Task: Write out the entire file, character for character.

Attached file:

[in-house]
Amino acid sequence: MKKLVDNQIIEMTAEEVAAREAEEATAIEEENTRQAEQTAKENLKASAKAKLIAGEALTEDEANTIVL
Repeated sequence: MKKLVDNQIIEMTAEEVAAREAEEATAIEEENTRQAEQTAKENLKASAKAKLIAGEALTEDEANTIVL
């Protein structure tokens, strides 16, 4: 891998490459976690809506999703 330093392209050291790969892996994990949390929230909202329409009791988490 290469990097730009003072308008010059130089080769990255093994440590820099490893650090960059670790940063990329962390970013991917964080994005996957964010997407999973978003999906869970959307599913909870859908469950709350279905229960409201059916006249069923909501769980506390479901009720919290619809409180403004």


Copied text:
[in-house]
Amino acid sequence: MKKLVDNQIIEMTAEEVAAREAEEATAIEEENTRQAEQTAKENLKASAKAKLIAGEALTEDEANTIVL
Repeated sequence: MKKLVDNQIIEMTAEEVAAREAEEATAIEEENTRQAEQTAKENLKASAKAKLIAGEALTEDEANTIVL
């Protein structure tokens, strides 16, 4: 891998490459976690809506999703 330093392209050291790969892996994990949390929230909202329409009791988490 290469990097730009003072308008010059130089080769990255093994440590820099490893650090960059670790940063990329962390970013991917964080994005996957964010997407999973978003999906869970959307599913909870859908469950709350279905229960409201059916006249069923909501769980506390479901009720919290619809409180403004």